The American Society of Cinematographers

Loyalty • Progress • Artistry
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Return to Table of Contents December 2016 Return to Table of Contents
President’sDesk
Allied
InMemoriam
ASC Close-Up
Checco Varese

Checco Varese, ASC



When you were a child, what film made the strongest impression on you?

I was born and raised in Peru. My father took me to see The Magnificent Seven — that is the first memory of a movie theater that I have.

 

Which cinematographers, past or present, do you most admire?

Dante Spinotti [ASC, AIC], Christopher Doyle [HKSC], Emmanuel Lubezki [ASC, AMC] and Gabriel Figueroa.

 

What sparked your interest in photography?

I studied architecture in Italy, and after graduating I returned to Peru, only to find that it was very difficult to have an opportunity in that field. By chance one of my friends needed a camera assistant for a National Geographic documentary in the Amazon jungle. I happened to be in the right place at the right time.

 

Where did you train and/or study?

I started as a camera assistant in documentaries, then a news cameraman and war correspondent for several years. Finally I got an opportunity and took a Steadicam workshop, and then I started shooting second unit.

 

Who were your early teachers or mentors?

Guillermo Navarro, ASC, AMC took me as a Steadicam operator on several of his movies.

 

What are some of your key artistic influences?

Probably the most important influence I had was my artistic education in Italy. Once you learn how to understand spatial volumes, color and light in architecture, the transition to cinematography is a natural progression. You don’t build walls in architecture, you build spaces — the same is true in cinematography.

 

How did you get your first break in the business?

One has many godfathers in several stages of one’s career — too many to mention.

 

What has been your most satisfying moment on a project?

When you are on the plane going back home, you fall asleep in the seat … and wake up remembering that you should have done that one shot. You’re always looking for one more camera move, one more shot, one more take.

 

Have you made any memorable blunders?

Yes — yes, but, ‘Senator, I don’t recall.’ Sorry!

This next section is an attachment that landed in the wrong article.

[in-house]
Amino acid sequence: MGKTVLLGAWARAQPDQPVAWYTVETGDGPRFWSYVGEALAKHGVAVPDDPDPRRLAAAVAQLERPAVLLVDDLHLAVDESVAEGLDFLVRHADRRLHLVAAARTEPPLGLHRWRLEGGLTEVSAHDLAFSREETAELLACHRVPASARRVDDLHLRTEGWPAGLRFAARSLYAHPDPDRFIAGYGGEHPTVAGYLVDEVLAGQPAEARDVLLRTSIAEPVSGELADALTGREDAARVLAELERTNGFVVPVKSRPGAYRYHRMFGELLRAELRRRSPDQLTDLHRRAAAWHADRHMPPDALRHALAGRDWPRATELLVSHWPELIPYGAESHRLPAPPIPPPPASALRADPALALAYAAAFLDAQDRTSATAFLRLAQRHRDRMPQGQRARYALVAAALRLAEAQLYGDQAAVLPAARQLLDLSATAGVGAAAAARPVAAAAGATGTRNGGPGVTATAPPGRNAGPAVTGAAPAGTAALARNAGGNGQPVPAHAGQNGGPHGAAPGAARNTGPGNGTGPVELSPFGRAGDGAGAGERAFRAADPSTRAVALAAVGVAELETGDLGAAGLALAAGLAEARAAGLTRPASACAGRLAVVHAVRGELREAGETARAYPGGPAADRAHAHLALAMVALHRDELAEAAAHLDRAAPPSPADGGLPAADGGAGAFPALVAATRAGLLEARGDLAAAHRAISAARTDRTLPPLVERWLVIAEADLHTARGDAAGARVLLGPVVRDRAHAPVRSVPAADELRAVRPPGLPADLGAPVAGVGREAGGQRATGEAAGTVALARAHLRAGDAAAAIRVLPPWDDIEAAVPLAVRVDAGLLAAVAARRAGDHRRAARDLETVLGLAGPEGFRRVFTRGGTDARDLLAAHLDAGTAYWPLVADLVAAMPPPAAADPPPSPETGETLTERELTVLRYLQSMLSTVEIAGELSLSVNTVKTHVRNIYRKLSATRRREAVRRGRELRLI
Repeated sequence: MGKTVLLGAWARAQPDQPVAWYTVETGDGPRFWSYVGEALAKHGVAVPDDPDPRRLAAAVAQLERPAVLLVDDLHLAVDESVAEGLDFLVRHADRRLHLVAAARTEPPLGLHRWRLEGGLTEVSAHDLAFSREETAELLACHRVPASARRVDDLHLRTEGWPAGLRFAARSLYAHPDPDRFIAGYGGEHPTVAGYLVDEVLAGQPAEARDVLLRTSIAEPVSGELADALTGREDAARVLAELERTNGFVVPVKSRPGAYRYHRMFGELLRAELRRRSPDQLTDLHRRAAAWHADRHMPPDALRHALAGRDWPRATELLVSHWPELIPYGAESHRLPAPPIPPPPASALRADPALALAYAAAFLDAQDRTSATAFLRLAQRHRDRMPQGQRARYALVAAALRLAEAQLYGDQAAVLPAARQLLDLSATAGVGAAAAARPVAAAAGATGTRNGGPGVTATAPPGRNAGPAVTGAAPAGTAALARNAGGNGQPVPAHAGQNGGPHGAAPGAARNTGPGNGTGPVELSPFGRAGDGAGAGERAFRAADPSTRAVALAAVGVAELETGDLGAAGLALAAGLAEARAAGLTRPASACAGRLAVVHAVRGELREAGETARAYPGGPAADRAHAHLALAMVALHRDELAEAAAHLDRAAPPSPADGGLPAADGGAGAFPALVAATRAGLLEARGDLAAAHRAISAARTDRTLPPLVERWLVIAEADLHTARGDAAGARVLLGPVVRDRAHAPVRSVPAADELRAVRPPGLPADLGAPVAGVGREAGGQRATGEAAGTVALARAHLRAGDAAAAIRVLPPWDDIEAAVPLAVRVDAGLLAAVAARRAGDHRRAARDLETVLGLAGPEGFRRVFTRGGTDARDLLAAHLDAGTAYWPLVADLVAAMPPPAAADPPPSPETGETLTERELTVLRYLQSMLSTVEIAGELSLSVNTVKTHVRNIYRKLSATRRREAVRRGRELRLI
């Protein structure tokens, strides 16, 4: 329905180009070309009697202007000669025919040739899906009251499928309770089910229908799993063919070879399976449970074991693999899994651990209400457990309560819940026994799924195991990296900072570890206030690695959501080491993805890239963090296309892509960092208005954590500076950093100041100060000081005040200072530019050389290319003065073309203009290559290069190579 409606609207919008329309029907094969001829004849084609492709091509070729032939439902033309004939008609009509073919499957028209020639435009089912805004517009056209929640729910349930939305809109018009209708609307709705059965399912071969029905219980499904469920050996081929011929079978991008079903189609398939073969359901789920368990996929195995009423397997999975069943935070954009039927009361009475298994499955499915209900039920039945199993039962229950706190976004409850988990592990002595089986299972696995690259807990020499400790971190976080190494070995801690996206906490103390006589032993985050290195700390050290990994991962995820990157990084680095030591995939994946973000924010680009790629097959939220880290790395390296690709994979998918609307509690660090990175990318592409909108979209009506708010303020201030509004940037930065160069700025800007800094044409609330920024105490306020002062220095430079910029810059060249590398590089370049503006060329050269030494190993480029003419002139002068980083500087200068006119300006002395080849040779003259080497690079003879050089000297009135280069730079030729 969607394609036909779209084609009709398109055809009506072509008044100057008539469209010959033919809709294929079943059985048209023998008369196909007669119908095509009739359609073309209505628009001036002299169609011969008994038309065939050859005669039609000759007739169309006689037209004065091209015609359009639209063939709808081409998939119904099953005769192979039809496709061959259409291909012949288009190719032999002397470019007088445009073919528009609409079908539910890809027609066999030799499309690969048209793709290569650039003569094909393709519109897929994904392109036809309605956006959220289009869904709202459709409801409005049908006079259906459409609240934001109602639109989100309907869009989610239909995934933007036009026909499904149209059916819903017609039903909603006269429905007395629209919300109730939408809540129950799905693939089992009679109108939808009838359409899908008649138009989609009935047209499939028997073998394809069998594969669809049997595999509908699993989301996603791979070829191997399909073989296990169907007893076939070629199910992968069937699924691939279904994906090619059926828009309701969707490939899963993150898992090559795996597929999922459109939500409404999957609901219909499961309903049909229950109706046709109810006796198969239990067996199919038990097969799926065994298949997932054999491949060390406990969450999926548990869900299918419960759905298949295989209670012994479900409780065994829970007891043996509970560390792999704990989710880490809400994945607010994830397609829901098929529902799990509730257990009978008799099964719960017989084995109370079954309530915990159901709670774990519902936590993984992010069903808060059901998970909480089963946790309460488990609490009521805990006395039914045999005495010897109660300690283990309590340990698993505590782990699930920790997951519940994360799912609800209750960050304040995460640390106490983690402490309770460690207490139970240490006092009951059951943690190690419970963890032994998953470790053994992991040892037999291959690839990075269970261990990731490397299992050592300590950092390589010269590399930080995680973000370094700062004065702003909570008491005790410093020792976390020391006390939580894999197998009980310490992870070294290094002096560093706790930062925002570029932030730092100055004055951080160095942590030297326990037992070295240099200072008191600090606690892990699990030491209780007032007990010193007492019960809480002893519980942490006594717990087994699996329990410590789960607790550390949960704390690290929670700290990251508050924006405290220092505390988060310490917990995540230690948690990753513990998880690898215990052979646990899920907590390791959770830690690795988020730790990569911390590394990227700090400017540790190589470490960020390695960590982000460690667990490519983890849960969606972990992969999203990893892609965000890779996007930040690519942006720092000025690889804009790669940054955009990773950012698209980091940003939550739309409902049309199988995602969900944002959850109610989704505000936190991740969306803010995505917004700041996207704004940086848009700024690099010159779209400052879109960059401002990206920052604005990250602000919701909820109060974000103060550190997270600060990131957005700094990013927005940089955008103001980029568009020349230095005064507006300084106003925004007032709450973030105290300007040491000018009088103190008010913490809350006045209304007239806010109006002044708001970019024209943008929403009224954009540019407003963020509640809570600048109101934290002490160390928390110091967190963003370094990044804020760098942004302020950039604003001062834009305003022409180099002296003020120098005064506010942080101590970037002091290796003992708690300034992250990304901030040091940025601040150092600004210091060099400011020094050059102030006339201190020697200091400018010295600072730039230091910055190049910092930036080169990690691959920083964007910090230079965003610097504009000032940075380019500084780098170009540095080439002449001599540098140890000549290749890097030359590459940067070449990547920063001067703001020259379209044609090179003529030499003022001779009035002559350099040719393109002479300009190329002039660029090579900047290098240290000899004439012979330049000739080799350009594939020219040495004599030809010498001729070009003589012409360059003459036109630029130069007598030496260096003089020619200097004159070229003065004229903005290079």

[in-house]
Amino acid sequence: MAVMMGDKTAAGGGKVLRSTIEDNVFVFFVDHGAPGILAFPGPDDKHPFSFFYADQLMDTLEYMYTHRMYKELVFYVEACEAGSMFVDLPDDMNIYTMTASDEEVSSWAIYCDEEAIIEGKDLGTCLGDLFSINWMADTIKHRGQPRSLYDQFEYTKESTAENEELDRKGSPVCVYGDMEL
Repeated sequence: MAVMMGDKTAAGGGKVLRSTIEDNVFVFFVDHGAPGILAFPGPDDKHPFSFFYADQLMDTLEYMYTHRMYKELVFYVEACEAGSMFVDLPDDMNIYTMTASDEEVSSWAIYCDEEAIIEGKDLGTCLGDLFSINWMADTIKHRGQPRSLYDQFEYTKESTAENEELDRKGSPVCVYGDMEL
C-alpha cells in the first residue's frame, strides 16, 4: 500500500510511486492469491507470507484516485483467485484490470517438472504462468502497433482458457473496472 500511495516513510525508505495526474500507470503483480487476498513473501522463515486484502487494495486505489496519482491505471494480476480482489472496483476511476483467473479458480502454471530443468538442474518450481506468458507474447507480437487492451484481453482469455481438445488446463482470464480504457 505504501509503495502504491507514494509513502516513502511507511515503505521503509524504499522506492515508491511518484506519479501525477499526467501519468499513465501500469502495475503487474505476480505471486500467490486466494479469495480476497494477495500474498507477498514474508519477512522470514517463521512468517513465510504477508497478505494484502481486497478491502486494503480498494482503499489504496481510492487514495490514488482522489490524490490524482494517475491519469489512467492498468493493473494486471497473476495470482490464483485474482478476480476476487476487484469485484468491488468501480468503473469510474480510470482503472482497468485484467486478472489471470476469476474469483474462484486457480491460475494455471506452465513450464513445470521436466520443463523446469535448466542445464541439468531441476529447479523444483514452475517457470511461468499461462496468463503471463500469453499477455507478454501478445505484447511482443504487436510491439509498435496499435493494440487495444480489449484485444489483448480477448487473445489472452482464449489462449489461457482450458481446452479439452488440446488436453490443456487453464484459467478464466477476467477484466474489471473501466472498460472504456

What is the best professional advice you’ve ever received?

Wake up before everybody else; go to sleep after everybody else; work more than you think you should.

 

What recent books, films or artworks have inspired you?

I often take inspiration from photographers. Sebastião Salgado — I have no words to describe his framing and sensibility.

 

Do you have any favorite genres, or genres you would like to try?

I’m intrigued by action movies. I think there is a pirate movie somewhere in my future, waiting for me. Sandokan and the Malaysian tigers are hiding in a script in a drawer!

 

If you weren’t a cinematographer, what might you be doing instead?

Surgeon for Doctors Without Borders.

 

Which ASC cinematographers recommended you for membership?

Guillermo Navarro, Gabriel Beristain, Steven Poster, Antonio Calvache.

 

How has ASC membership impacted your life and career?

The ASC has impacted me in many ways, and has opened the door for me to share my experiences with colleagues in ways I would have never expected. I have enjoyed the privilege of teaching two Master Classes as a mentor, and a third in Puerto Rico where I am filming a movie. I personally believe that most of us ASC members are shooting movies in remote places, and it would be great if we could give a workshop, a master class or even just a ‘conversation’ wherever we are — during prep, on the camera-test day, on a Saturday. We could share knowledge and learn so much every time we are abroad. 

 
 
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